For example, if we say "a neuron connects to Layer V of the cortex", does it mean it synapses inside layer V, or does it imply that the soma of the neuron it synapses to is in Layer V (and it could synapse inside Layer II for example)?


2 Answers 2


Short answer
In complicated matters like neural connections in a layered cortex, it is all about semantics. One should carefully place statements in their context and deduce their meaning.

In Fig. 1 a schematic of the layering of the cortex is shown. The layers can be separated based on their histological and neurophysiological features:

  • Layer I: the molecular layer, contains primarily axons running parallel (horizontal) to the cortical surface.
  • Layer II, the external granular layer, is composed of a mixture of small granule cells and pyramidal cells. The apical dendrites of the pyramidal cells extend into layer I and their axons descend into and through the deeper cortical layers.
  • Layer III, the external pyramidal layer, contains primarily pyramidal cells. Their apical dendrites ascend into layer I and their axons descend into and through the deeper layers.
  • Layer IV, the internal granular layer, consists almost exclusively of stellate neurons. It can be divided into subdivisions in many neocortical areas. Layer IV is the primary target for ascending sensory information from the thalamus.
  • Layer V, the internal pyramidal layer, consists predominantly of pyramidal cells. Apical dendrites may extend upward one or two layers, and the larger pyramidal cells may have dendrites extending into layer I.
  • Layer VI, the multiform layer, contains an assortment of neuron types. The dendrites of pyramidal cells may extend into layer I. (source: Clinical Gate)

As the text in bold above shows, the apical dendrites of pyramidal cells can extend many layers. Hence, it is a matter of reading the text carefully to know what they are talking about.

In your example...

[A] neuron connects to Layer V of the cortex...

...it would depend on the context, but in this isolated instance it simply reads that a neuron's axon terminates in layer V. Especially in histological texts a line like this would most likely have identified the axon and the axon terminal and have identified the layer where it terminates.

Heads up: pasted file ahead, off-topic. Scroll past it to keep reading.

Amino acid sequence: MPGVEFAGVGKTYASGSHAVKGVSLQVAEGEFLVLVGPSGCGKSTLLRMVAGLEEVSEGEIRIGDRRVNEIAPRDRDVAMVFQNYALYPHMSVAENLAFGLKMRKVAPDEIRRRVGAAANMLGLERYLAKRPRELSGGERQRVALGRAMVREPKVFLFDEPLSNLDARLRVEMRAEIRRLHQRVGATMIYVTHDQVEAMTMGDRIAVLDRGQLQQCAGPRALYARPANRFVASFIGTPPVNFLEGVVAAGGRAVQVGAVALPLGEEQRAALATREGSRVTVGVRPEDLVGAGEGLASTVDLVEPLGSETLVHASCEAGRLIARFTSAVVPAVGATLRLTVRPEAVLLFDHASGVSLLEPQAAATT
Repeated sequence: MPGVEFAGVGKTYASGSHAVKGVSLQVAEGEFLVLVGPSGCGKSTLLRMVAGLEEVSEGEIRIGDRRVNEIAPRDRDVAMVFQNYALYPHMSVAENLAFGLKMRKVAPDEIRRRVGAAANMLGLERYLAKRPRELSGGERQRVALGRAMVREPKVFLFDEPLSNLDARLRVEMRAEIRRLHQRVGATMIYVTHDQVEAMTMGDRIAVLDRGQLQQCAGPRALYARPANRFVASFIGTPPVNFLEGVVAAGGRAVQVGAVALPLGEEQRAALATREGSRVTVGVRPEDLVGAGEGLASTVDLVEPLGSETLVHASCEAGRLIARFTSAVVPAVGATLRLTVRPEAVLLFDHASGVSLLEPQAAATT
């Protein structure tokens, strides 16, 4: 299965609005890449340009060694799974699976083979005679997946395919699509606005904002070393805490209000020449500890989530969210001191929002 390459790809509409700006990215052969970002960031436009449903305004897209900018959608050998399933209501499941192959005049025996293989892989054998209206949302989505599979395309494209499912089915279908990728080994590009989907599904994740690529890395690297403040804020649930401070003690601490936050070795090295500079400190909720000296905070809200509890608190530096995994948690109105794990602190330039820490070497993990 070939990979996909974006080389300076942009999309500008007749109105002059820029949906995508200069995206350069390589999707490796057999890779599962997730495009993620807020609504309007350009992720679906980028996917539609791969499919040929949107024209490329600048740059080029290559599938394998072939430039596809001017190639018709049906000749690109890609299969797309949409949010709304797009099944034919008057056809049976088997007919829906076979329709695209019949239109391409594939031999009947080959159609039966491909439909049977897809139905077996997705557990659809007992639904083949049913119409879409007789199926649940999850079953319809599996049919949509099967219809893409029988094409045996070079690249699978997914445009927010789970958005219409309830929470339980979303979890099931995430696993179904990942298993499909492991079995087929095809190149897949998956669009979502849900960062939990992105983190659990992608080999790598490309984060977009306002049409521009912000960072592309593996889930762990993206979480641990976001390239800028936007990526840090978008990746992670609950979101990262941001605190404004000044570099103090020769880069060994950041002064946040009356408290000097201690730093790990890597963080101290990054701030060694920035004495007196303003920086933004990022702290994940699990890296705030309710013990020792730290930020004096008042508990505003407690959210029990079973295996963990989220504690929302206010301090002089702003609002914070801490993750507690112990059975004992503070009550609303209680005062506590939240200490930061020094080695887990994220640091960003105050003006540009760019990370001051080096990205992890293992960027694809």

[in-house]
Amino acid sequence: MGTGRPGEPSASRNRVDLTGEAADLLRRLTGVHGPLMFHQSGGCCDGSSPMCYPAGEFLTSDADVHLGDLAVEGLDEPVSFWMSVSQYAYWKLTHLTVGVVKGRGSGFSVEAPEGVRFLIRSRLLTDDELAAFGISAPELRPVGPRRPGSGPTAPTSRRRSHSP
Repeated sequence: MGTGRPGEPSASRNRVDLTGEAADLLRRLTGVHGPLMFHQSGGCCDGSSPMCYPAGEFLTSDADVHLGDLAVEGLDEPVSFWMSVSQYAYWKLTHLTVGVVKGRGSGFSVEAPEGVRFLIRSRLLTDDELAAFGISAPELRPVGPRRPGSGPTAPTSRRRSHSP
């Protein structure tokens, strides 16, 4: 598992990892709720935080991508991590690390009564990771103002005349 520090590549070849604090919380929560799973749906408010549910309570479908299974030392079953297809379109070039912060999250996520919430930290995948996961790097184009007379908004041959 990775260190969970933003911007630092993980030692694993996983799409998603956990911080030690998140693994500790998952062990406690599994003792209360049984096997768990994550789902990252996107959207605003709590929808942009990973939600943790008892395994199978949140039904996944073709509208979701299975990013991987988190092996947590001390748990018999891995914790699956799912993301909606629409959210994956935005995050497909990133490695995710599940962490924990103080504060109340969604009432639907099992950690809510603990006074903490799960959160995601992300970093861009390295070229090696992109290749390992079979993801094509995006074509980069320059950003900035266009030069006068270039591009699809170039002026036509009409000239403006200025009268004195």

However, as said above, dendrites of pyramids may extend all the way up to layer I, so if a text would say...

[A] neuron synapses onto a layer V neuron...

it is left undetermined exactly where that connection is made (can be layers I, II, III, IV, or V in the case of pyramidal cells).

What can be of help is the fact that when a text talks about...

...a layer V neuron

...you can safely assume that its cell body is located in layer V, as a cell's location is determined by its cell body. Its dendrites can be in any layer (especially of the larger pyramid cells) and its axon may traverse all layers.

Fig. 1. Layers in the cortex. source: Clinical Gate

  • $\begingroup$ Thanks for your time. If I ask the question it's because I read it written like this many times and the context was not helping. So I thought there must be a convention. Trying to guess from the context is not scientific at all. $\endgroup$
    – ceillac
    Commented Sep 23, 2016 at 1:16
  • $\begingroup$ @borilla - no worries. It's not guessing, it's placing words in their context. Words without context are meaningless. $\endgroup$
    – AliceD
    Commented Sep 23, 2016 at 5:23

Both are correct, technically, neurons a lined and positioned through synaptic connections and so logically each layer should comprise both the soma of neurons as well as the neurites for synaptic connections that can or may extend outside its layer and protrude its network outside. I highly recommend studying and understanding the processes and actions that are underscored in neural activity in the visual cortex.


PS. brain has 6 layers, try picturing fetal neurons climbing up radial glia stalks that transcend layers during fetal development!

  • 1
    $\begingroup$ That was not my question. If you read "this neuron connect to layer 5" then what do you understand? it connect to a synapse in layer 5 or it might connect above layer 5 to a neuron whose soma is in layer 5 ? $\endgroup$
    – ceillac
    Commented Sep 21, 2016 at 8:47
  • 2
    $\begingroup$ The brain does not have 6 layers. The cortices do. And this layering is arbitrary and very different in, e.g., rhinal and visual cortex. $\endgroup$
    – AliceD
    Commented Sep 22, 2016 at 12:22

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